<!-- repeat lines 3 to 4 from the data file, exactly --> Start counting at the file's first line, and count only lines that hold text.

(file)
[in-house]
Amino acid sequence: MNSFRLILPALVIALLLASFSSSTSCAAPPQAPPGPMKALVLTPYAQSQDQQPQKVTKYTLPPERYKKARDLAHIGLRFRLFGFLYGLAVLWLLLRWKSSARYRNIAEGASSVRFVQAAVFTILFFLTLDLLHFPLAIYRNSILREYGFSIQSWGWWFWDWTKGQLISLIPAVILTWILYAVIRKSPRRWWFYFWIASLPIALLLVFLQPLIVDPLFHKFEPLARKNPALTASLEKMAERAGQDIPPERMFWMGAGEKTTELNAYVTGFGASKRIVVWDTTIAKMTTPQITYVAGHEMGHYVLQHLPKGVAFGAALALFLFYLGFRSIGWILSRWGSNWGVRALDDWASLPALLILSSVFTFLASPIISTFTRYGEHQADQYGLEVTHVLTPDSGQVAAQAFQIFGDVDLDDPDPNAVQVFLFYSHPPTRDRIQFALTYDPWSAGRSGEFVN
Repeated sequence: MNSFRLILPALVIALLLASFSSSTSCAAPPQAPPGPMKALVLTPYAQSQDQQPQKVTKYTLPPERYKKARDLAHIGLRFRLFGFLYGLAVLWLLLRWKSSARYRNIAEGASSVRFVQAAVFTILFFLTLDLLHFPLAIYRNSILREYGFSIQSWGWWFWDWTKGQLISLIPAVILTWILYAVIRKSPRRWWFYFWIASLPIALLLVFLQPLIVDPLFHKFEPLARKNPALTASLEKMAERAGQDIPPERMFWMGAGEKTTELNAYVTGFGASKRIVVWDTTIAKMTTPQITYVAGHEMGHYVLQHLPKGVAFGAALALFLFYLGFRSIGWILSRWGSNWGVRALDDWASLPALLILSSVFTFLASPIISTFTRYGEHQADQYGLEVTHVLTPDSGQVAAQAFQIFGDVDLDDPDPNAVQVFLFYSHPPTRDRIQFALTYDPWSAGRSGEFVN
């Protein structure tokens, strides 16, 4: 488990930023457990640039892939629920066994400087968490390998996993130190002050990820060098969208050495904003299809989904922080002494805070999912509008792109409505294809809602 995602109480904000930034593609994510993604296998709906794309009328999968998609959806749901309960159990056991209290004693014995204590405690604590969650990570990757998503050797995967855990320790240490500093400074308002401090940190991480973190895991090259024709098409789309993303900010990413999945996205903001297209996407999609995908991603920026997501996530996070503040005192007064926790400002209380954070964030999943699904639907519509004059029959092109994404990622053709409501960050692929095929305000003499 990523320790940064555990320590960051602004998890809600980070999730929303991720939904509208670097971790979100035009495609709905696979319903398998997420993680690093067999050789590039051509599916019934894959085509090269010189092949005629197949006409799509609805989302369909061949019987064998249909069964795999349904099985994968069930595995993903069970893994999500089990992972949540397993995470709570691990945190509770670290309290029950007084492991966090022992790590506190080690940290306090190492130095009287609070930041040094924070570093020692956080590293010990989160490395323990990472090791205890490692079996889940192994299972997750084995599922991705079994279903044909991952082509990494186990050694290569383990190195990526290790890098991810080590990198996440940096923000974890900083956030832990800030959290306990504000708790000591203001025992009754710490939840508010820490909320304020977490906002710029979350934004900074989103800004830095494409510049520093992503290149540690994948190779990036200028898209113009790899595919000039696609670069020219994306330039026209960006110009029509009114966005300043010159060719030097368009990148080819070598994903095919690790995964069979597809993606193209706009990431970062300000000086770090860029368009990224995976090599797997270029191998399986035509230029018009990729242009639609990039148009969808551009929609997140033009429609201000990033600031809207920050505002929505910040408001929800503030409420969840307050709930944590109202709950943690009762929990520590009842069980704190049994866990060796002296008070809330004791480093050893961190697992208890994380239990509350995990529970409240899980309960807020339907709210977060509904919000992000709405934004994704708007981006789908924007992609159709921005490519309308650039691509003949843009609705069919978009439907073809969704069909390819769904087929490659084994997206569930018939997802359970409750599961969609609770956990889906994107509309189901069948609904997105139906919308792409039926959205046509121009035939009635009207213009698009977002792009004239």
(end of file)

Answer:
Repeated sequence: MNSFRLILPALVIALLLASFSSSTSCAAPPQAPPGPMKALVLTPYAQSQDQQPQKVTKYTLPPERYKKARDLAHIGLRFRLFGFLYGLAVLWLLLRWKSSARYRNIAEGASSVRFVQAAVFTILFFLTLDLLHFPLAIYRNSILREYGFSIQSWGWWFWDWTKGQLISLIPAVILTWILYAVIRKSPRRWWFYFWIASLPIALLLVFLQPLIVDPLFHKFEPLARKNPALTASLEKMAERAGQDIPPERMFWMGAGEKTTELNAYVTGFGASKRIVVWDTTIAKMTTPQITYVAGHEMGHYVLQHLPKGVAFGAALALFLFYLGFRSIGWILSRWGSNWGVRALDDWASLPALLILSSVFTFLASPIISTFTRYGEHQADQYGLEVTHVLTPDSGQVAAQAFQIFGDVDLDDPDPNAVQVFLFYSHPPTRDRIQFALTYDPWSAGRSGEFVN
């Protein structure tokens, strides 16, 4: 488990930023457990640039892939629920066994400087968490390998996993130190002050990820060098969208050495904003299809989904922080002494805070999912509008792109409505294809809602 995602109480904000930034593609994510993604296998709906794309009328999968998609959806749901309960159990056991209290004693014995204590405690604590969650990570990757998503050797995967855990320790240490500093400074308002401090940190991480973190895991090259024709098409789309993303900010990413999945996205903001297209996407999609995908991603920026997501996530996070503040005192007064926790400002209380954070964030999943699904639907519509004059029959092109994404990622053709409501960050692929095929305000003499 990523320790940064555990320590960051602004998890809600980070999730929303991720939904509208670097971790979100035009495609709905696979319903398998997420993680690093067999050789590039051509599916019934894959085509090269010189092949005629197949006409799509609805989302369909061949019987064998249909069964795999349904099985994968069930595995993903069970893994999500089990992972949540397993995470709570691990945190509770670290309290029950007084492991966090022992790590506190080690940290306090190492130095009287609070930041040094924070570093020692956080590293010990989160490395323990990472090791205890490692079996889940192994299972997750084995599922991705079994279903044909991952082509990494186990050694290569383990190195990526290790890098991810080590990198996440940096923000974890900083956030832990800030959290306990504000708790000591203001025992009754710490939840508010820490909320304020977490906002710029979350934004900074989103800004830095494409510049520093992503290149540690994948190779990036200028898209113009790899595919000039696609670069020219994306330039026209960006110009029509009114966005300043010159060719030097368009990148080819070598994903095919690790995964069979597809993606193209706009990431970062300000000086770090860029368009990224995976090599797997270029191998399986035509230029018009990729242009639609990039148009969808551009929609997140033009429609201000990033600031809207920050505002929505910040408001929800503030409420969840307050709930944590109202709950943690009762929990520590009842069980704190049994866990060796002296008070809330004791480093050893961190697992208890994380239990509350995990529970409240899980309960807020339907709210977060509904919000992000709405934004994704708007981006789908924007992609159709921005490519309308650039691509003949843009609705069919978009439907073809969704069909390819769904087929490659084994997206569930018939997802359970409750599961969609609770956990889906994107509309189901069948609904997105139906919308792409039926959205046509121009035939009635009207213009698009977002792009004239």